How to share short stories of gratitude and thanksgiving to make your holiday even more meaningful
Sometimes it’s easy to forget that Thanksgiving isn’t just about turkey and pumpkin pie.
And while a Thanksgiving feast is certainly a part of how we might choose to celebrate, Thanksgiving is really about reflecting on and appreciating all of the good things that we have in our lives.
Think about your Thanksgiving Day last year. How did your family tune into a sense of gratitude? If you’re like most people, you probably sat around the Thanksgiving dinner table and took turns sharing something each of you felt grateful for.
And this is a wonderful way to set the tone for a heartfelt gathering and connect with the good feelings of being grateful!
But of all the meaningful ways you and your family can choose to express gratitude this holiday season, I want to let you in on the simple way my family and I practice gratitude when we get together for Thanksgiving.
Plus, this gratitude activity comes with proven, research-backed benefits!
Here’s a simple Thanksgiving gratitude game that will help your whole family experience an attitude of gratitude this year
Each person that gathers at your Thanksgiving table brings something unique with them– the stories, connections, and qualities each member of your family calls their own have helped shape the past year and make each person a special part of your family.
A great way to honor the people who make up our family and to express real-time gratitude in the present moment is to express gratitude for each other.
Instead of sharing something you’re grateful for, how about appreciating someone you’re grateful for?
While sitting at your table, invite your guests to create meaning with you while you’re all together– “Let’s share something we’re grateful for about the person to our left. I’ll start!”
Then, you initiate the first gratitude. Turn to the person on your left and share something that you appreciate about this person. Maybe you’re grateful for the good deeds they’ve done over the past year, nice things they’ve done or said to another family member, or even positive things about their personality or who they are.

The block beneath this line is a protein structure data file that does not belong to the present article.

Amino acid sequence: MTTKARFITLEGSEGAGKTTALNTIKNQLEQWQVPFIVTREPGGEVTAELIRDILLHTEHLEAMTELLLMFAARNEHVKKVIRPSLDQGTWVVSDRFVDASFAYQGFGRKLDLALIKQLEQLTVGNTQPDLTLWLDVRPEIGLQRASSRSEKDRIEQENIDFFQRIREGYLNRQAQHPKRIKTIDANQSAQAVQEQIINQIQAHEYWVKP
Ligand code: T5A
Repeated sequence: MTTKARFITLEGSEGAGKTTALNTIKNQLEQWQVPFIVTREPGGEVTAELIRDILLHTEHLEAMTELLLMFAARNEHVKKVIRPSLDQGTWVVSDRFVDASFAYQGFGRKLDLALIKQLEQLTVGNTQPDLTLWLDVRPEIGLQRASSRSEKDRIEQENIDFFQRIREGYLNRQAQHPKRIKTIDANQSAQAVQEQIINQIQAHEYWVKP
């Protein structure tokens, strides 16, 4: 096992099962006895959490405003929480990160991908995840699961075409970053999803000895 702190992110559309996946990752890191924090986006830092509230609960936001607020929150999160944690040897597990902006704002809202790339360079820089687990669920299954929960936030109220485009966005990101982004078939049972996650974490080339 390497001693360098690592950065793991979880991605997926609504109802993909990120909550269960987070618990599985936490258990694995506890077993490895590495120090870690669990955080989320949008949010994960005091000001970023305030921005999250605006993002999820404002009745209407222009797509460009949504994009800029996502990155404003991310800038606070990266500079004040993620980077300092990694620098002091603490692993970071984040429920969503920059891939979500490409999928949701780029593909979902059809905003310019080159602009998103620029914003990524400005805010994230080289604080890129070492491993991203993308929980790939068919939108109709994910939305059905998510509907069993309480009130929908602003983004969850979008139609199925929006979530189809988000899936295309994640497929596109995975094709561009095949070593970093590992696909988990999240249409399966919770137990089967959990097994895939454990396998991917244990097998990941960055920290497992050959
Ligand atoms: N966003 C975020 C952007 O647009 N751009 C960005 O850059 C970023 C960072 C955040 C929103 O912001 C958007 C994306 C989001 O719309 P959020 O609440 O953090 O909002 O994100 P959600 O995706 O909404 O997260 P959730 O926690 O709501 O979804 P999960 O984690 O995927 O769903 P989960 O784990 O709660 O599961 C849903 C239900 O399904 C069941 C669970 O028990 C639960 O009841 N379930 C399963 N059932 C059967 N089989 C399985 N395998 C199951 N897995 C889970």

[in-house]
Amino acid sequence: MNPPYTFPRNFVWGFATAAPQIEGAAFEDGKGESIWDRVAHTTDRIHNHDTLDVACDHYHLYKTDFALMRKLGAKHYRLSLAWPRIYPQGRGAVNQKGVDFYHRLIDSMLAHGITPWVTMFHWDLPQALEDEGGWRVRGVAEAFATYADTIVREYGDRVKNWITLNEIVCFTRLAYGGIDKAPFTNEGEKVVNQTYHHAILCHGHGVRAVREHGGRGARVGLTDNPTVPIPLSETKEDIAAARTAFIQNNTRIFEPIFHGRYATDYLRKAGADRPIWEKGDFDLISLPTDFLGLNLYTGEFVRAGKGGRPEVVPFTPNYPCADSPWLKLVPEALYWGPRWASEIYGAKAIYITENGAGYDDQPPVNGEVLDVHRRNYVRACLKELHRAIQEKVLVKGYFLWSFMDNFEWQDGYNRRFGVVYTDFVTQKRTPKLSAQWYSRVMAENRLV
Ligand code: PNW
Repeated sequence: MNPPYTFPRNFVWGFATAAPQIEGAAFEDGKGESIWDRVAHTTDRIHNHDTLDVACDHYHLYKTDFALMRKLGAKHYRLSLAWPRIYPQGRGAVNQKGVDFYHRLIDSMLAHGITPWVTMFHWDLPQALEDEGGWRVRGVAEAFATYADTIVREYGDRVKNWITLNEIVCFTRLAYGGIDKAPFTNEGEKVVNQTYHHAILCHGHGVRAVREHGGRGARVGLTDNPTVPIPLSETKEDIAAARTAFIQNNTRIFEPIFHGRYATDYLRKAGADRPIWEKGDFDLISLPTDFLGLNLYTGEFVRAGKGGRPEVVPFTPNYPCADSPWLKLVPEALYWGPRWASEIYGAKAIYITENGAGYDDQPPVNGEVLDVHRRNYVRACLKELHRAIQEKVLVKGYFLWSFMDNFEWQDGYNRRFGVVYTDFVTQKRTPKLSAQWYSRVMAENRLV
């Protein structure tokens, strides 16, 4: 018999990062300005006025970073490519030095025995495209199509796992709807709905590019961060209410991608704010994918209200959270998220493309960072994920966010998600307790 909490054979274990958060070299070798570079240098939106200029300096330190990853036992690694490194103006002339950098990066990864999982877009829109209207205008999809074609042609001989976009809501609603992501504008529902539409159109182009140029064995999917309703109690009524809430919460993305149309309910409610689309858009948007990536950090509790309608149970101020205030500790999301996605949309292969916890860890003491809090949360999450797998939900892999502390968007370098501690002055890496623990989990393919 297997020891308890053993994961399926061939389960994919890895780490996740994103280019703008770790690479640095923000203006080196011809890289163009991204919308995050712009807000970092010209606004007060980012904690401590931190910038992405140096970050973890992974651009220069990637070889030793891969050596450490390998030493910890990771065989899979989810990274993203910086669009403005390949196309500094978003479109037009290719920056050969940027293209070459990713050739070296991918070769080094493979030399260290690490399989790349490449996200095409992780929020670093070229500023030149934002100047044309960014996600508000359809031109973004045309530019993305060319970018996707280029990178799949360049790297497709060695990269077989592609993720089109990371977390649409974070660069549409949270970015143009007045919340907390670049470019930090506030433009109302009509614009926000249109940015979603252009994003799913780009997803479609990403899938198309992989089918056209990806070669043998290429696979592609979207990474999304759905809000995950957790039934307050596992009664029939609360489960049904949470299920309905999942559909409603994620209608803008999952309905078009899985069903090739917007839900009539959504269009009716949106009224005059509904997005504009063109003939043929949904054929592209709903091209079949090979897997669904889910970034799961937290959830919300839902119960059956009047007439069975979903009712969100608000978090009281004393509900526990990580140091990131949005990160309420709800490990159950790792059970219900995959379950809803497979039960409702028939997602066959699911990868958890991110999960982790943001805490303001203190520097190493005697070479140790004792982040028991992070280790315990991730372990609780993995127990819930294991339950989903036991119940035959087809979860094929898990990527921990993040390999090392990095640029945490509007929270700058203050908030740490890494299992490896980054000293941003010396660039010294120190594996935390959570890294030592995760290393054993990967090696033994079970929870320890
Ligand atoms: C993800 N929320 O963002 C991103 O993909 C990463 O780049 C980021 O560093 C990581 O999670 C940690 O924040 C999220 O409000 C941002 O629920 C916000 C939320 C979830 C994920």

Even if the person to your left is a stranger that someone else invited and this is the first time you’ve met them, think of something you appreciate about what little you know or have seen of them so far. For example, maybe you noticed how friendly they are, how infectious their laugh or smile is, or how willing they’ve been to help out at the table.
There really is no shortage of opportunities to be grateful for the people around us!
Once you’re finished, that person then turns to the person on their left to share a gratitude about them, and so on, and so on.
Some of what is shared will be deep and profound, and some of it may be more superficial and funny– it’s all okay!
The intention is to tune yourself to the frequency of gratitude and appreciation and to speak that gratitude out loud.
Why are expressions of gratitude like this so important?
Research on the difference between thinking gratitude and practicing gratitude found that practicing gratitude in an outward manner was one of the best ways to experience its tangible benefits.
Practicing gratitude can look like keeping a gratitude journal as a form of daily practice, creating self-guided gratitude exercises for yourself, or speaking gratitude out loud to those around you.
The leading scientific expert on gratitude, Robert Emmons, has conducted studies on the impact of practicing gratitude with thousands of individuals.
These seemingly simple activities have a significant positive impact on physical health, including an improved immune response and lower blood pressure, and mental health, including more joy and positive emotions.
Emmons and his colleagues have also documented the social benefits of practicing gratitude. It turns out, outwardly expressing gratitude helps people feel less lonely, forgive more easily, and be more compassionate.
And being on the receiving end of gratitude expressions from others? That has benefits too, like lower levels of anxiety and less negative emotions just to name a few!
In fact, Emmons calls gratitude a social emotion, saying, “The social benefits are especially significant here because, after all, gratitude is a social emotion. I see it as a relationship-strengthening emotion because it requires us to see how we’ve been supported and affirmed by other people.”
Ideally, we want to practice gratitude on a regular, consistent basis – but there is no better time than Thanksgiving to experience the personal and social benefits of this powerful tool in a fun way.